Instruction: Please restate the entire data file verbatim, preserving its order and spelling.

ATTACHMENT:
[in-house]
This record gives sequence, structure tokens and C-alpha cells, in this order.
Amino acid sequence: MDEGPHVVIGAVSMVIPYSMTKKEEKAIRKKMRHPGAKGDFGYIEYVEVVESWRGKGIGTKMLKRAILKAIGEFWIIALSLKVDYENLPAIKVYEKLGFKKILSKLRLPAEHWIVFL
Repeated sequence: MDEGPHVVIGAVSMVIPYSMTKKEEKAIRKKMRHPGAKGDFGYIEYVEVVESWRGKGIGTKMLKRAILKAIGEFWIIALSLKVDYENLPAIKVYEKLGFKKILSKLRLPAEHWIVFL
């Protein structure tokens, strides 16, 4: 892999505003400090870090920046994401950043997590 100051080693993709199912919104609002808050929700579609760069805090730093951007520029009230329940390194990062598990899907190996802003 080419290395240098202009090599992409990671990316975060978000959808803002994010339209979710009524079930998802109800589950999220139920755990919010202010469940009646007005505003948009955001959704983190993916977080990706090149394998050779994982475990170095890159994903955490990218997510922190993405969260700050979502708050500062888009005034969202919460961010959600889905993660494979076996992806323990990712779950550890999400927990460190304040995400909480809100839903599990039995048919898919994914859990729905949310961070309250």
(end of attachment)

[in-house]
This record gives sequence, structure tokens and C-alpha cells, in this order.
Amino acid sequence: MDEGPHVVIGAVSMVIPYSMTKKEEKAIRKKMRHPGAKGDFGYIEYVEVVESWRGKGIGTKMLKRAILKAIGEFWIIALSLKVDYENLPAIKVYEKLGFKKILSKLRLPAEHWIVFL
Repeated sequence: MDEGPHVVIGAVSMVIPYSMTKKEEKAIRKKMRHPGAKGDFGYIEYVEVVESWRGKGIGTKMLKRAILKAIGEFWIIALSLKVDYENLPAIKVYEKLGFKKILSKLRLPAEHWIVFL
């Protein structure tokens, strides 16, 4: 892999505003400090870090920046994401950043997590 100051080693993709199912919104609002808050929700579609760069805090730093951007520029009230329940390194990062598990899907190996802003 080419290395240098202009090599992409990671990316975060978000959808803002994010339209979710009524079930998802109800589950999220139920755990919010202010469940009646007005505003948009955001959704983190993916977080990706090149394998050779994982475990170095890159994903955490990218997510922190993405969260700050979502708050500062888009005034969202919460961010959600889905993660494979076996992806323990990712779950550890999400927990460190304040995400909480809100839903599990039995048919898919994914859990729905949310961070309250």